By Cinnamon Moore
UNC-Chapel Hill hosted its 3rd annual Climate Change Symposium Friday, Apr. 22, featuring four keynote speakers and a poster competition for climate change research conducted by UNC students.
Sponsored by the Carolina Climate Change Scientist and the UNC Institute for the Environment, the symposium provides researchers with an opportunity to showcase their work to UNC students, professors, and the public.
For the first time, two individuals outside of UNC, Wenhong Li from Duke University and Rob Nelson, a scientist and director from Charlotte, were invited to attend and discuss their projects. Todd BenDor from the UNC Department of City and Regional Planning and Conghe Song from the UNC Department of Geography completed the session’s speakers.
The symposium began with BenDor’s discussion on his current research project looking into saltwater intrusion, or the movement of saltwater inland towards freshwater systems. Song then followed, discussing his research attempting to determine the best estimate for Gross Primary Productivity, or carbon uptake, by plants worldwide and which areas had the highest productivity. Li explained her research on subtropical stationary wave patterns, which will help predict and understand new weather extremes caused by climate change.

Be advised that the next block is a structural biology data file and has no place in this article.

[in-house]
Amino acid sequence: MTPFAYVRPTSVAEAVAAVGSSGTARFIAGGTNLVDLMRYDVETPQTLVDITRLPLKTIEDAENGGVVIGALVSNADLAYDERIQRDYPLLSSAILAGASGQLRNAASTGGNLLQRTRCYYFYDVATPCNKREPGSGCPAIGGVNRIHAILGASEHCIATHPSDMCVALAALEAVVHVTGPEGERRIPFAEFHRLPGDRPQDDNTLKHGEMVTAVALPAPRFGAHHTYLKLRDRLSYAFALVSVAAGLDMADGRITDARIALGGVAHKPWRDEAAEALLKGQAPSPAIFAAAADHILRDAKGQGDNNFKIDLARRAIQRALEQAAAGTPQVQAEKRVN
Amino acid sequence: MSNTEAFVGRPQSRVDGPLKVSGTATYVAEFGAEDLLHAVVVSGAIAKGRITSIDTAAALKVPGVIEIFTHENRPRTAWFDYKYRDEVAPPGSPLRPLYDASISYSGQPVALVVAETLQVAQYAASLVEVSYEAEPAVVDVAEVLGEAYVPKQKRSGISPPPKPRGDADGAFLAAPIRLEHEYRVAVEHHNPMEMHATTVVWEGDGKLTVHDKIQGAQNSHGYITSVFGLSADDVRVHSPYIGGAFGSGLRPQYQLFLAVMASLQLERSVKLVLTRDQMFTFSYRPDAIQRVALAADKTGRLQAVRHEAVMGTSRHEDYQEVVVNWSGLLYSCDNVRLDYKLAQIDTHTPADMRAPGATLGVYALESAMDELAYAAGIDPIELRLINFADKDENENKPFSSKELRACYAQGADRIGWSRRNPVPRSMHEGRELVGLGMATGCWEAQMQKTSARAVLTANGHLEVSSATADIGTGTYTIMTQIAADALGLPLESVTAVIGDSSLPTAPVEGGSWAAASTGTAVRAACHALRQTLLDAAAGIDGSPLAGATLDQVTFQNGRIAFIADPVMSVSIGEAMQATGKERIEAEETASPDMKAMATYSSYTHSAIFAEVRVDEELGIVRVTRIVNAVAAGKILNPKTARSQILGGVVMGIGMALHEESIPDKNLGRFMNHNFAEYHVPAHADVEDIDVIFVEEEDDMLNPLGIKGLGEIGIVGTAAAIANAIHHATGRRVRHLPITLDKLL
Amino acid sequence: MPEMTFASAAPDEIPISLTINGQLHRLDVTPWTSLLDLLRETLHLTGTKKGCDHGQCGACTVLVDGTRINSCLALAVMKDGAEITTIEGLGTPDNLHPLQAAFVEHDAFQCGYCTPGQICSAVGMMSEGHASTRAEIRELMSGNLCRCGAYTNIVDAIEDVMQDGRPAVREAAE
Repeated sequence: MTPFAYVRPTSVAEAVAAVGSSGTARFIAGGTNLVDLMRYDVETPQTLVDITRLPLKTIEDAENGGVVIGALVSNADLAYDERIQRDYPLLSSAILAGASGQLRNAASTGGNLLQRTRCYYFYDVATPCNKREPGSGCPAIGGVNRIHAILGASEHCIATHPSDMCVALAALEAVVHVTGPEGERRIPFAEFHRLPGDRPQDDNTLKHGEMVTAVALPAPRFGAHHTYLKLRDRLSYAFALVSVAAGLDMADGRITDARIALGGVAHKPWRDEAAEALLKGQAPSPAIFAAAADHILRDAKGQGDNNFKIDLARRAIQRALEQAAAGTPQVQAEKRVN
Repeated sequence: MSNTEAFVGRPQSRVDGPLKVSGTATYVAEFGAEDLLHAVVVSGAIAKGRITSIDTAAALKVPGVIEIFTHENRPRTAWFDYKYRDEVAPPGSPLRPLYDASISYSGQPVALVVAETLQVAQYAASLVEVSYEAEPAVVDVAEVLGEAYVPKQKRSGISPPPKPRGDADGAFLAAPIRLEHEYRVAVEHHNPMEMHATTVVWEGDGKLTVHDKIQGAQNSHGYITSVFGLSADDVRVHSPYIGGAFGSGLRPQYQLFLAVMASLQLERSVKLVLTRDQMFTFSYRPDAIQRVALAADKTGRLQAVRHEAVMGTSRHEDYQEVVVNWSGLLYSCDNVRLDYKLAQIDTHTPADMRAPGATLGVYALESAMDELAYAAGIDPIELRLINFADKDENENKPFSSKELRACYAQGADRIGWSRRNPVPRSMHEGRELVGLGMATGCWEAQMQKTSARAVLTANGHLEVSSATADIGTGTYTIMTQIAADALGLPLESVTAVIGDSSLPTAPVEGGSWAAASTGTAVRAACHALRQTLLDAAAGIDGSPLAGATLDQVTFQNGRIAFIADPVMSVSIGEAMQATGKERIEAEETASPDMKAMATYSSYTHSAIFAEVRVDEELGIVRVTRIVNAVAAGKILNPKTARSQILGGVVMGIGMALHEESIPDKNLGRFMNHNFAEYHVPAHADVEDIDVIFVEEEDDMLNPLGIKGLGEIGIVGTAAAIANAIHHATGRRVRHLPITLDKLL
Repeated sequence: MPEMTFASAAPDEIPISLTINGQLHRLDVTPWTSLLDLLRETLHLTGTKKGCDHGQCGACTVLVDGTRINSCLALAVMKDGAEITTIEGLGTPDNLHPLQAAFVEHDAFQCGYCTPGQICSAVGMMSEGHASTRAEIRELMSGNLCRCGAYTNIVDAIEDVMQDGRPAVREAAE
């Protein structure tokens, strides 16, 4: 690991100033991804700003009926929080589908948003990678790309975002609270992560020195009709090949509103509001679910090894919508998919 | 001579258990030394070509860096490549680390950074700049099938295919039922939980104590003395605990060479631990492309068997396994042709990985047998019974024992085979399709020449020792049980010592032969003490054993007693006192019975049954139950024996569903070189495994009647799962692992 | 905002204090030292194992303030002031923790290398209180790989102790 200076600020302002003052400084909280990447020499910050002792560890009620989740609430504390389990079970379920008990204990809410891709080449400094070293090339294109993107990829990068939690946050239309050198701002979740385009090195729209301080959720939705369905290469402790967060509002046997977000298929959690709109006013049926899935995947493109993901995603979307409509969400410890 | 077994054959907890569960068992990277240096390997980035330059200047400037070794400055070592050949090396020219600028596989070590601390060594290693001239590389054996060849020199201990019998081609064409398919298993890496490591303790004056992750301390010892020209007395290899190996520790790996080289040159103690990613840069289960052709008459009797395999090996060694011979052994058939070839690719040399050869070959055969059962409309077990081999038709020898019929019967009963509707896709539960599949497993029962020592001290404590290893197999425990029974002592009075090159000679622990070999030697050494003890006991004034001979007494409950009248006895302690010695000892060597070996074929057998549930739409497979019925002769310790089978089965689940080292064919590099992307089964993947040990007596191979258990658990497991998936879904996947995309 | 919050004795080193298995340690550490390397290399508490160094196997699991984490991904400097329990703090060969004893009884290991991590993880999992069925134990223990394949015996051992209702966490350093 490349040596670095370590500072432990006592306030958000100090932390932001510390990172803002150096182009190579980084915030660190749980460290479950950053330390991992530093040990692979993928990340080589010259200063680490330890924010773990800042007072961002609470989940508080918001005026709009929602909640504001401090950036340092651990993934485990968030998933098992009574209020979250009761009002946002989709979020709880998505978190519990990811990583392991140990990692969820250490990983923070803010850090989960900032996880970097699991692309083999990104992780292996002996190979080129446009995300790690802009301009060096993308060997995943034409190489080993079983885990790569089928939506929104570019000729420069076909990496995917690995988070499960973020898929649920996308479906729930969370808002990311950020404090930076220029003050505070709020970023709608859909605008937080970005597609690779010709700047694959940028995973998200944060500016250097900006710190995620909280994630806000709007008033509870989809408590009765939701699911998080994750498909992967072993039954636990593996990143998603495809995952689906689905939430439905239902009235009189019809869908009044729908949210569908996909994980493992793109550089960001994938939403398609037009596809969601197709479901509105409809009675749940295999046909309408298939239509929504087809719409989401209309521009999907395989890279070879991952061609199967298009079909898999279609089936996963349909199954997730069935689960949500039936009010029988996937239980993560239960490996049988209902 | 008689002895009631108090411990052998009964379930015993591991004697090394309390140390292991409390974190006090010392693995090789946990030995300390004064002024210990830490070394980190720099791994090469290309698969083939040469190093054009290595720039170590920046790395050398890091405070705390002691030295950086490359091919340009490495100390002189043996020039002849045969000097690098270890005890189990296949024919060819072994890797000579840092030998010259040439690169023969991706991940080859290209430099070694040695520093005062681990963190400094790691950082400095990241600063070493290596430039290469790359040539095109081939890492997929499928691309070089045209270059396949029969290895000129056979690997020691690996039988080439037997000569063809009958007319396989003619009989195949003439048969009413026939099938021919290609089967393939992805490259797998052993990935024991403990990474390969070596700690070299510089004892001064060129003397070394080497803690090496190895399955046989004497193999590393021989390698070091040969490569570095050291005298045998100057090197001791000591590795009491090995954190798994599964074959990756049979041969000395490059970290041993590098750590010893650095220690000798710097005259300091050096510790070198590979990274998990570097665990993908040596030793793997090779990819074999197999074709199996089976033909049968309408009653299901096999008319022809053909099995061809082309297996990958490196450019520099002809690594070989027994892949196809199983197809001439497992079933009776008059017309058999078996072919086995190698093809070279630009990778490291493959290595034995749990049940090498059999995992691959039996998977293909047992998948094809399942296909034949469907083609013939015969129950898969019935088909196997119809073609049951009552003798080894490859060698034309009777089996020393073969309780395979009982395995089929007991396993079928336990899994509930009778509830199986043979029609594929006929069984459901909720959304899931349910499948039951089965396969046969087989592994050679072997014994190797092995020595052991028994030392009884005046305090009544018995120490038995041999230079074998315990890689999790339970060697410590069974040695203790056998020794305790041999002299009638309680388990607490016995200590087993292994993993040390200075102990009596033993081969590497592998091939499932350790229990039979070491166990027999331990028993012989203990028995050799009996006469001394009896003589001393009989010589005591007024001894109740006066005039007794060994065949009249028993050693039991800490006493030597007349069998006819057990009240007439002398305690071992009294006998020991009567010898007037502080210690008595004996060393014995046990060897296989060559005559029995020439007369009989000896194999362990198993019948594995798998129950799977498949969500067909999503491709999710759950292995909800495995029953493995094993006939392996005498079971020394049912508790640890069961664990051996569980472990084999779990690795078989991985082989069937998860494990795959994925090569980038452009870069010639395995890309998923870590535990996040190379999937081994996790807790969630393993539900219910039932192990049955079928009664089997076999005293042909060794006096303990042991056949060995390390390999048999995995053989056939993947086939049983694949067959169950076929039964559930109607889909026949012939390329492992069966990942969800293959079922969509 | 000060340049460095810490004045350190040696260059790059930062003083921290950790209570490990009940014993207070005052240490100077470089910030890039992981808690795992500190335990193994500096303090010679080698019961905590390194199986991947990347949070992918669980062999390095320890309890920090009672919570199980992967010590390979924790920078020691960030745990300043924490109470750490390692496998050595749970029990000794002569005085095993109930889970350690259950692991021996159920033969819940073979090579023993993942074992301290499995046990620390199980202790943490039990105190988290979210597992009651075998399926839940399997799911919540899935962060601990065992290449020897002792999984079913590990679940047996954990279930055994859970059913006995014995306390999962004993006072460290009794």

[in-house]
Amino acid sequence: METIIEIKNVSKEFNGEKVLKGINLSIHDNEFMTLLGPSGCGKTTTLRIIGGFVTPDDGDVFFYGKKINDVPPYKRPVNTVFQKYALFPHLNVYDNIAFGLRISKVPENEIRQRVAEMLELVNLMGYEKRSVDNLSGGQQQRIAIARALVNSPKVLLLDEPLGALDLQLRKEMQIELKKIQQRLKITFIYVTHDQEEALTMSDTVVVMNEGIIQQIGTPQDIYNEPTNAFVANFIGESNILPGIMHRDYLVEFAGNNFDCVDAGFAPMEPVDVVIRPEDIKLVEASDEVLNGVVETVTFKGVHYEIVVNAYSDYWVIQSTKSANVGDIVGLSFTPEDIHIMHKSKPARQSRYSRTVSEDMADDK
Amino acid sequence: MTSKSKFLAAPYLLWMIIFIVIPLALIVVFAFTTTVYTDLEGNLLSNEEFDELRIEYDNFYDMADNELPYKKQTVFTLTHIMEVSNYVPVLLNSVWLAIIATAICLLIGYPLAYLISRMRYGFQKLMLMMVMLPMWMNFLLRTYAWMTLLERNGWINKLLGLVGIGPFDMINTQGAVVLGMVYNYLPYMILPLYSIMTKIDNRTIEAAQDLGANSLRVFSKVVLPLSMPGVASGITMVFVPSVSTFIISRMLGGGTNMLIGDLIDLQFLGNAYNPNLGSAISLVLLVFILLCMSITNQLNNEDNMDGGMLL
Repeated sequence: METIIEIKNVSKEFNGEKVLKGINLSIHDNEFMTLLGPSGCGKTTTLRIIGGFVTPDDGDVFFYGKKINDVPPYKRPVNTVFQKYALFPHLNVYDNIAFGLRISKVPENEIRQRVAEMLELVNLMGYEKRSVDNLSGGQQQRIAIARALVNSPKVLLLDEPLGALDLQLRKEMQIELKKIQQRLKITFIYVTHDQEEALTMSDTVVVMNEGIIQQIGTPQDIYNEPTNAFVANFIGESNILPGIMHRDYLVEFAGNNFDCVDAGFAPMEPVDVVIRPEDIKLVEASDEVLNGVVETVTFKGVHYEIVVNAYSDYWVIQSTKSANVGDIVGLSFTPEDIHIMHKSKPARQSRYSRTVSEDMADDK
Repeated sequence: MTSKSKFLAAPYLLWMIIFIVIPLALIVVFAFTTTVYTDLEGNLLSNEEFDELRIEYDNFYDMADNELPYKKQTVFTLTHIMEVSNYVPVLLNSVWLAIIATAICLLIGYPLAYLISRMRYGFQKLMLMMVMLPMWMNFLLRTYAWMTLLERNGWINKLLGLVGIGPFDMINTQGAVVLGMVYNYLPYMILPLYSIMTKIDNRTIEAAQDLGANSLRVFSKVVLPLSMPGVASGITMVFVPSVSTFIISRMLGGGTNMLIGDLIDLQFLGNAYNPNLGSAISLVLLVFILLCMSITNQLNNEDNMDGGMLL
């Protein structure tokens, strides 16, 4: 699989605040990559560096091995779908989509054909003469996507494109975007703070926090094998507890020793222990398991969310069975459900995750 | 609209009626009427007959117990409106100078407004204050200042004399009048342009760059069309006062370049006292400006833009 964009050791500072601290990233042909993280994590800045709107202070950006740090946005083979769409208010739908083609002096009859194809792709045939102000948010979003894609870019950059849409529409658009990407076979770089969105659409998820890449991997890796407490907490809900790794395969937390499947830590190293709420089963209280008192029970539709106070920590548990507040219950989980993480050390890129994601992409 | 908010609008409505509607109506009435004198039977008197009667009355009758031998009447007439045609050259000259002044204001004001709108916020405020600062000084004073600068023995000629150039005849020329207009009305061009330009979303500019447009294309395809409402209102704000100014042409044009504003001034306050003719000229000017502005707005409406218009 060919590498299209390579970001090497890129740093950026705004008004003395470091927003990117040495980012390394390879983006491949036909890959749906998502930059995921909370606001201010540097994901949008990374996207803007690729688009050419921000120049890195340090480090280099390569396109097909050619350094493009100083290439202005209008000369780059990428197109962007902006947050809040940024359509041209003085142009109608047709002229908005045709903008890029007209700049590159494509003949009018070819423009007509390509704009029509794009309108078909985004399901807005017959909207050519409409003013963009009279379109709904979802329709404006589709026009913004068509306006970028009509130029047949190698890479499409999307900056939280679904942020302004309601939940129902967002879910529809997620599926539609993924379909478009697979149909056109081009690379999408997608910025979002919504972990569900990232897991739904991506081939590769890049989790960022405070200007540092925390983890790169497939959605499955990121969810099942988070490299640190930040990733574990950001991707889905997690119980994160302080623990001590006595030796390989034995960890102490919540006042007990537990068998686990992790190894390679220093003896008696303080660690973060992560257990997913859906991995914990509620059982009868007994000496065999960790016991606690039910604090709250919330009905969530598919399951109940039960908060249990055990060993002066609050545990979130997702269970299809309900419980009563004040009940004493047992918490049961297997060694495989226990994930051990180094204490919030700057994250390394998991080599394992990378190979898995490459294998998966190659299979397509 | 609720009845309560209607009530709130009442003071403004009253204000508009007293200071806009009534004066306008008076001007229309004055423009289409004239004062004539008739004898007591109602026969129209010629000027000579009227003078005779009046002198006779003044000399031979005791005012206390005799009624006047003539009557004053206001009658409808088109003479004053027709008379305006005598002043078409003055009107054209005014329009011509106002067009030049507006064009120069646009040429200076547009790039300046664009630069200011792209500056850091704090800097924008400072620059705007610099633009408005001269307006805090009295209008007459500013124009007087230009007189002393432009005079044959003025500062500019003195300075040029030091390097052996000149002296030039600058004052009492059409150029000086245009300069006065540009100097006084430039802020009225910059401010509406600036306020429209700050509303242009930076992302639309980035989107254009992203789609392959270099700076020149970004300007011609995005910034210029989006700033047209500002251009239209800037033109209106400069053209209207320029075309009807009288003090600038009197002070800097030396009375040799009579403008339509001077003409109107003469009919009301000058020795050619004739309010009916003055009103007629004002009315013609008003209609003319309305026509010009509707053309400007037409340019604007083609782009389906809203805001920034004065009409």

Nelson ended the symposium with an impactful discussion on the “Truth About Science Communication.” He discussed the relevance of communicating science to the public through videos and how impactful this imagery can be for the environmental movement. As Nelson said, “The truth is, we need more science communication… We’ve got to have more people out there getting the message out.” His full discussion can be seen below.
The symposium ended with a poster award competition. Students from UNC created posters describing their research related to climate change, and then showcased them for those in attendance whom then voted for their favorites. Participants in the poster session came from across campus, including public health, biology, marine sciences, geography, chemistry and city and regional planning.
Jonathan Garrick (center), an undergraduate student majoring in geological sciences, won first. Jenna Hartley (left), a master’s student in environmental sciences and engineering, won second place. Sierra Woodruff (right), a doctoral student in the Curriculum for Environment and Ecology, placed third.